Hello friends! I’m breaking our usual schedule a bit by giving you an extra post today, outside of our usual schedule, but I couldn’t not write a review for this magnificent novel. I really hope you’ll enjoy this review and that I can convince you to pick up Plain Bad Heroines or discuss it with you if you’ve already read it. Without further ado, let us jump into this review.
Our story begins in 1902, at The Brookhants School for Girls. Flo and Clara, two impressionable students, are obsessed with each other and with a daring young writer named Mary MacLane, the author of a scandalous bestselling memoir. To show their devotion to Mary, the girls establish their own private club and call it The Plain Bad Heroine Society. They meet in secret in a nearby apple orchard, the setting of their wildest happiness and, ultimately, of their macabre deaths. This is where their bodies are later discovered with a copy of Mary’s book splayed beside them, the victims of a swarm of stinging, angry yellow jackets. Less than five years later, The Brookhants School for Girls closes its doors forever—but not before three more people mysteriously die on the property, each in a most troubling way.
Over a century later, the now abandoned and crumbling Brookhants is back in the news when wunderkind writer, Merritt Emmons, publishes a breakout book celebrating the queer, feminist history surrounding the “haunted and cursed” Gilded-Age institution. Her bestselling book inspires a controversial horror film adaptation starring celebrity actor and lesbian it girl Harper Harper playing the ill-fated heroine Flo, opposite B-list actress and former child star Audrey Wells as Clara. But as Brookhants opens its gates once again, and our three modern heroines arrive on set to begin filming, past and present become grimly entangled—or perhaps just grimly exploited—and soon it’s impossible to tell where the curse leaves off and Hollywood begins.
From the minute I heard of Plain Bad Heroines I was intrigued. Seeing the early reviews convinced me that I needed to get my hands on this stunning novel as soon as possible. I did just that, and I’m ecstatic to report that not only is it a horror novel filled with powerful sapphic characters, but it also happens to be one of the most intricately plotted books I’ve ever read. Unparalleled is the word I’m thinking of, which is high praise from someone who changes her favorites all the time.
I think the most memorable part of Plain Bad Heroines is the novels’ excellent cast, most of whom are complex, morally grey characters, both in the past and in the present timelines. It took me a bit of time to fall for these characters, as some of their faults were hard to ignore. They make rash, stupid decisions, and sometimes they can’t seem to figure out what is right in front of their eyes. They are mean, get defensive, and they lie, even to each other… but these are exactly the qualities that made them feel real and raw. I love morally gray characters that take some time to understand, and I especially love it when I can’t make up my mind about them, which was the case here.
“Too much had happened that night, too much had happened before that night, and so too much climbed into bed with them, sat heavily upon them, and kept them up and thinking, even if they did not say the things they were thinking to each other.”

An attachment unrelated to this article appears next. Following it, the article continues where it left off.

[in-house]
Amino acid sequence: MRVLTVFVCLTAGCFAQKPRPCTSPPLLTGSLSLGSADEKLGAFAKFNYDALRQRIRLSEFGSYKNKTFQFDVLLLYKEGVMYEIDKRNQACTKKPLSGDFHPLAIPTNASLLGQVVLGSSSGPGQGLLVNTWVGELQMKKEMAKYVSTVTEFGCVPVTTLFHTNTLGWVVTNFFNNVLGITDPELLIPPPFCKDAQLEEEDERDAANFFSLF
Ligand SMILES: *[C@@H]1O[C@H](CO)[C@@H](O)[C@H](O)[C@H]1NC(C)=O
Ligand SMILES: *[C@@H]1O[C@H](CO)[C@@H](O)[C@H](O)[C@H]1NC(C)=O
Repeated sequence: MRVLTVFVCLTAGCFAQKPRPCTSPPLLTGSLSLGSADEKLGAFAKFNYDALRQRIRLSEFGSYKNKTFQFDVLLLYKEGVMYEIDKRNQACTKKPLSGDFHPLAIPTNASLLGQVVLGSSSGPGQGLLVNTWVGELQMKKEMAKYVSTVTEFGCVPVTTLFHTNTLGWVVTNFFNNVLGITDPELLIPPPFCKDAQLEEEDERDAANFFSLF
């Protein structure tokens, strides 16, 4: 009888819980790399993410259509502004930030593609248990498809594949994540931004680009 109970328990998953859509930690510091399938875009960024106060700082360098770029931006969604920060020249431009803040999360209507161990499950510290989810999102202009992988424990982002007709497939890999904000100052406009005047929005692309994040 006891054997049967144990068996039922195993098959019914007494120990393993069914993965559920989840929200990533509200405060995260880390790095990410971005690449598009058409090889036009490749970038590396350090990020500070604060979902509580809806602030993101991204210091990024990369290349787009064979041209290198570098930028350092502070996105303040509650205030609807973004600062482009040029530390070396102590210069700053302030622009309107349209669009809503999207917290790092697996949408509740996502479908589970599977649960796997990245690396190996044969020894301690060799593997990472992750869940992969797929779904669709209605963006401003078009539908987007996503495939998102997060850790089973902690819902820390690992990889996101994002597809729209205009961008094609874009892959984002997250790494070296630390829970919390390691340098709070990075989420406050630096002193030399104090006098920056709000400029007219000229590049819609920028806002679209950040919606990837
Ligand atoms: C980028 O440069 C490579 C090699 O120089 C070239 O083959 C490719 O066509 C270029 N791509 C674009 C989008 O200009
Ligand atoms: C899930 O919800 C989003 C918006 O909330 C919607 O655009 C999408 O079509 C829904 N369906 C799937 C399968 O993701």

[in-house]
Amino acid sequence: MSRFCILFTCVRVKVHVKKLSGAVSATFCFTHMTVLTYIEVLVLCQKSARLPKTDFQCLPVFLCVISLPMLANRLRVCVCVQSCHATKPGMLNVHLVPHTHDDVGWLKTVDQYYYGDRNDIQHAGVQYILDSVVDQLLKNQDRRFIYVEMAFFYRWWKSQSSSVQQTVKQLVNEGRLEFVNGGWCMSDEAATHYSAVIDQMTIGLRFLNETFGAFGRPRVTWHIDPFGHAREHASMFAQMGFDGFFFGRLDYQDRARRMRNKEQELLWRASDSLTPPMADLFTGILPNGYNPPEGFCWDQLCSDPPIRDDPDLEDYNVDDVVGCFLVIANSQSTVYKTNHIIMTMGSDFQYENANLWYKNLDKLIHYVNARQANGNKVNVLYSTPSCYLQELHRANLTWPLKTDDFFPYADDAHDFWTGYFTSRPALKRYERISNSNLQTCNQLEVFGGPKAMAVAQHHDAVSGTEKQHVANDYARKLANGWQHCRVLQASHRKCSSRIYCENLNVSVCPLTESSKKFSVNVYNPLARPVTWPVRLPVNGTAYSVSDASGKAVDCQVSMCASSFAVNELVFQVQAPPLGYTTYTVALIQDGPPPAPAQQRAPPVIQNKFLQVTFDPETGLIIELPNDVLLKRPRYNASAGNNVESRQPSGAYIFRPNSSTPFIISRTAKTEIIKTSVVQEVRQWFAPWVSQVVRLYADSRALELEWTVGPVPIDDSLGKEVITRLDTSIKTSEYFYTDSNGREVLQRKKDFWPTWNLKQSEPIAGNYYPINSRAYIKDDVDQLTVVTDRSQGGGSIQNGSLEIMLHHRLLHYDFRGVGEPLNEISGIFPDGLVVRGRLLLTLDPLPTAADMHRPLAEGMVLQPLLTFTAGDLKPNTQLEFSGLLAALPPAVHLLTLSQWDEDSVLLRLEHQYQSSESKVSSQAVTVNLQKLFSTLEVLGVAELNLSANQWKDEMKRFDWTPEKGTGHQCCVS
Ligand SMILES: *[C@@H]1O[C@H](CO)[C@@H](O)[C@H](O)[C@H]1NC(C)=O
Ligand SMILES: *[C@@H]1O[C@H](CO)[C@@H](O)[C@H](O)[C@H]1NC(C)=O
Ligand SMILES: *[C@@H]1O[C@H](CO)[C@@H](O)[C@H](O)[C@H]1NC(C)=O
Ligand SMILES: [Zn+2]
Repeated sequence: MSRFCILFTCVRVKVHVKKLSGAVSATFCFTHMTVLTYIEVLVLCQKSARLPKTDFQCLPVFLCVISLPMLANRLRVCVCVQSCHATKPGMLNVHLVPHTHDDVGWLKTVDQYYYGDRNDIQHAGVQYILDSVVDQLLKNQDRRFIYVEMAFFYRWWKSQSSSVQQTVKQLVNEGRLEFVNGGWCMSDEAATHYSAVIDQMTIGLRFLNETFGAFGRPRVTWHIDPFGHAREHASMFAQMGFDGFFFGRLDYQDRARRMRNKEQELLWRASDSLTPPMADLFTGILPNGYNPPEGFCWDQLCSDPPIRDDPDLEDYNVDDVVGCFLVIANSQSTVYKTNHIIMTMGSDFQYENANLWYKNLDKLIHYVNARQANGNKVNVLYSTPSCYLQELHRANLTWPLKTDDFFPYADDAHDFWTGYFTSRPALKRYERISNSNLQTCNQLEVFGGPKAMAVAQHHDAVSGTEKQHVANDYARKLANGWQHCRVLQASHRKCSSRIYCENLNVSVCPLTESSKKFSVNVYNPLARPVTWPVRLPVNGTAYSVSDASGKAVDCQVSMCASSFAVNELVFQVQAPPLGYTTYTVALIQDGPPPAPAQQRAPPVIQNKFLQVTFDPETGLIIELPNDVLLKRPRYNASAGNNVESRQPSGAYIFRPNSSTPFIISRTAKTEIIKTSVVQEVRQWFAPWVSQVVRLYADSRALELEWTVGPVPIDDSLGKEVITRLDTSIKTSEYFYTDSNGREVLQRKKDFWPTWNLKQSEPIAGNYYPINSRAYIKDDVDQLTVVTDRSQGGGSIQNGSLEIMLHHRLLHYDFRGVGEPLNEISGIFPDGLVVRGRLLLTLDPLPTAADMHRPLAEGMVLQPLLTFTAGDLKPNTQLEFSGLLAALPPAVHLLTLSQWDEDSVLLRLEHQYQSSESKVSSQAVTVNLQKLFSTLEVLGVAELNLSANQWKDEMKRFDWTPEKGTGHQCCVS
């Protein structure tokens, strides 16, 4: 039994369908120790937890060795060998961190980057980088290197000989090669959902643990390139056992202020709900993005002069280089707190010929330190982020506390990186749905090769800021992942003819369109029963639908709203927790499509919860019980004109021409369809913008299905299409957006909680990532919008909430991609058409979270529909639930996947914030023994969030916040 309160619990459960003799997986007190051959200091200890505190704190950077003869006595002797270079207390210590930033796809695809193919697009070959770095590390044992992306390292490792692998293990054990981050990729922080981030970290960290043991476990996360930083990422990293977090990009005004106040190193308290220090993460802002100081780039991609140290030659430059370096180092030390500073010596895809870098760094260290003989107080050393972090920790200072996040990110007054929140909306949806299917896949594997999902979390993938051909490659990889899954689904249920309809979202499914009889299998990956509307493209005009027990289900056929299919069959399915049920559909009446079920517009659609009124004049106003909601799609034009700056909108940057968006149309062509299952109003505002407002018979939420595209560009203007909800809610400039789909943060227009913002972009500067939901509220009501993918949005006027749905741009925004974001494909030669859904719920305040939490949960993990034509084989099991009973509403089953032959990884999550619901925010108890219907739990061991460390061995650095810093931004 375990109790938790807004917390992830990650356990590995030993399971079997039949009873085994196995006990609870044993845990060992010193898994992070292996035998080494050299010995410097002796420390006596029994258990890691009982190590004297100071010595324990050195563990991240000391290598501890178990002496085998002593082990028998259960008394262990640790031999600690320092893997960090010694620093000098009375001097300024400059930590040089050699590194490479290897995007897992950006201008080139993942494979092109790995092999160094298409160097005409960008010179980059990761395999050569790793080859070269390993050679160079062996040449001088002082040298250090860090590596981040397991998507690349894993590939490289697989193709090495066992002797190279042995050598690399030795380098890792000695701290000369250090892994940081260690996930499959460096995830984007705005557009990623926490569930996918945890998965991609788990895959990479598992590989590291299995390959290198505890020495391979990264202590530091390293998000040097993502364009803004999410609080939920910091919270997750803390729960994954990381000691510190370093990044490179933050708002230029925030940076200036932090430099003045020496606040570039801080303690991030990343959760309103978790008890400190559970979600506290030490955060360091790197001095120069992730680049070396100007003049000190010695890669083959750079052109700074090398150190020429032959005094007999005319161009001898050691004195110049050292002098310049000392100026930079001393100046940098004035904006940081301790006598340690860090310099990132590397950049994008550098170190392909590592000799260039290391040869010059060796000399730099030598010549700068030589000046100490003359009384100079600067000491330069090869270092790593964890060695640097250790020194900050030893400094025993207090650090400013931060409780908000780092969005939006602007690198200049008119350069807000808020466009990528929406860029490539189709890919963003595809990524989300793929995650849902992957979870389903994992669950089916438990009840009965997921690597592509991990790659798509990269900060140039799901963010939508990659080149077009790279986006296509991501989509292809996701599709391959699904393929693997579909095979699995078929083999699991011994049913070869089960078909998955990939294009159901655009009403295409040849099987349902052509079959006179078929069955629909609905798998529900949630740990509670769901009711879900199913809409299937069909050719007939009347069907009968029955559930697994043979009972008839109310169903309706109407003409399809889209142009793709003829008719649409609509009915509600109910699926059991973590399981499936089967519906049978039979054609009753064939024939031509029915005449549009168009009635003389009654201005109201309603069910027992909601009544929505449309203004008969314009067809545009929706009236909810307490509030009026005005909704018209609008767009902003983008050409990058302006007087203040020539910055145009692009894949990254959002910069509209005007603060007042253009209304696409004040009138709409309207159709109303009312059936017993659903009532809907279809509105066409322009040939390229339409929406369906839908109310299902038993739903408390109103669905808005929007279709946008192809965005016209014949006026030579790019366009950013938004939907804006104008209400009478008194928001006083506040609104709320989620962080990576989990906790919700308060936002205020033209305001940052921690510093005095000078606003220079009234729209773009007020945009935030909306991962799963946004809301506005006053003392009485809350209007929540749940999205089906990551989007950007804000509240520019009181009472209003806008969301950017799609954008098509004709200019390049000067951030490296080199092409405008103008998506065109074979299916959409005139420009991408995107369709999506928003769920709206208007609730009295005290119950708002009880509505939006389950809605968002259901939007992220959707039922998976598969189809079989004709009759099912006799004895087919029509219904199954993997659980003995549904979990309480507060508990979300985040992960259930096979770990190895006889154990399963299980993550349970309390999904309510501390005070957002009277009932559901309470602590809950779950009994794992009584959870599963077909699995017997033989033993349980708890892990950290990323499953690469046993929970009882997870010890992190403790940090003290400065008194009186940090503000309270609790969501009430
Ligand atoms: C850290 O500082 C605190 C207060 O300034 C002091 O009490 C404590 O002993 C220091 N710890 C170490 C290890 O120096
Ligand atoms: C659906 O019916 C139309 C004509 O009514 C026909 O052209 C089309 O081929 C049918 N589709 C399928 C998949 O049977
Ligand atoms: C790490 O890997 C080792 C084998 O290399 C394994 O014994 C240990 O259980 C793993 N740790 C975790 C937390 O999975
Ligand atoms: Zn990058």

Speaking of being unable to make up my mind – being confused and unsure of what was going on was a feeling we readers had to endure, right alongside the characters. I kept questioning if the hauntings were real or fake, both in the past and in the present, and while the novel gives us some answers, I wouldn’t necessarily call them conclusive. Plain Bad Heroines is the kind of book you can have long conversations about as you are bound to disagree on what to make of the events and the characters of the book. In other words, it is the very best kind of book.
“Eleanor Faderman knew many books. But never before had she read a book that seemed to know her.”
With regards to the hauntings and indeed, with regards to the setting as a whole, I need to highlight how wonderfully atmospheric this novel is. The descriptions are vivid, to the extent that I felt myself being transferred into the novel, which was an especially striking experience during the more frightening scenes. This and the lack of answers added up to a story that was incredibly engaging and easy to get lost in. You might not know this, but the novel also contains some illustrations, and these were also remarkably helpful when I was envisioning how the setting looked.
I understand that a 600+ pages long novel might seem intimidating – I even relate to that, I’m always scared of lengthy novels – however, I guarantee you that you’ll fly through Plain Bad Heroines if you decide to pick it. At no point did I feel like the story was dragging on, and I’d overall call this one of the best reading experiences I’ve had this year.. maybe ever. Simply put, this is an excellent novel that deserves all the praise it’s gotten – and more! It’s suspenseful, atmospheric, and even spooky at parts, and I was captivated by its big cast of characters. I can’t recommend Plain Bad Heroines enough, I really can’t.
Have you read this novel? If yes, what did you think of it? Do you plan to read it? What’s a complex, intricately plotted novel you *love*?